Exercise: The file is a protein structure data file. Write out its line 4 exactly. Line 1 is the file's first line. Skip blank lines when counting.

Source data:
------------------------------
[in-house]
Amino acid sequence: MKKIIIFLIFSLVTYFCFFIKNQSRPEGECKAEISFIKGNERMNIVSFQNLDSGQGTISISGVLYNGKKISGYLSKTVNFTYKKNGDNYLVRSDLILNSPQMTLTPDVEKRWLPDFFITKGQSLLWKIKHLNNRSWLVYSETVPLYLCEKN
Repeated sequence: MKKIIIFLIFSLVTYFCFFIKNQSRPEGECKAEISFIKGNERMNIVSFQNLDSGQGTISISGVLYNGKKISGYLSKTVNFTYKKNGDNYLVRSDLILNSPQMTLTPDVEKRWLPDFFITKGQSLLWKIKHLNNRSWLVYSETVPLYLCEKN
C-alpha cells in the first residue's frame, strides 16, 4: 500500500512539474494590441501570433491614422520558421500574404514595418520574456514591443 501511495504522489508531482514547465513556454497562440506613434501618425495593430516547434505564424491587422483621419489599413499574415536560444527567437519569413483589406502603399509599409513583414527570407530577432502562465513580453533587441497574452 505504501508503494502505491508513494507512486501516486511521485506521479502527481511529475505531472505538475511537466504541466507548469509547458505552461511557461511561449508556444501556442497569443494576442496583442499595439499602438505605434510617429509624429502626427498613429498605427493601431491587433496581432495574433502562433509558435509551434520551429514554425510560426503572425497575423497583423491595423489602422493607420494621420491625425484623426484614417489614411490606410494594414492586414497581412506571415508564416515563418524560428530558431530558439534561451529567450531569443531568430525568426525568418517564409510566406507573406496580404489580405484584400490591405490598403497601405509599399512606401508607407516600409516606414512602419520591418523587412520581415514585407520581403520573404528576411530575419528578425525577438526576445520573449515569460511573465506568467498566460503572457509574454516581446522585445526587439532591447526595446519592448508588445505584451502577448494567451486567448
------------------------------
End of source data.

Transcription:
C-alpha cells in the first residue's frame, strides 16, 4: 500500500512539474494590441501570433491614422520558421500574404514595418520574456514591443 501511495504522489508531482514547465513556454497562440506613434501618425495593430516547434505564424491587422483621419489599413499574415536560444527567437519569413483589406502603399509599409513583414527570407530577432502562465513580453533587441497574452 505504501508503494502505491508513494507512486501516486511521485506521479502527481511529475505531472505538475511537466504541466507548469509547458505552461511557461511561449508556444501556442497569443494576442496583442499595439499602438505605434510617429509624429502626427498613429498605427493601431491587433496581432495574433502562433509558435509551434520551429514554425510560426503572425497575423497583423491595423489602422493607420494621420491625425484623426484614417489614411490606410494594414492586414497581412506571415508564416515563418524560428530558431530558439534561451529567450531569443531568430525568426525568418517564409510566406507573406496580404489580405484584400490591405490598403497601405509599399512606401508607407516600409516606414512602419520591418523587412520581415514585407520581403520573404528576411530575419528578425525577438526576445520573449515569460511573465506568467498566460503572457509574454516581446522585445526587439532591447526595446519592448508588445505584451502577448494567451486567448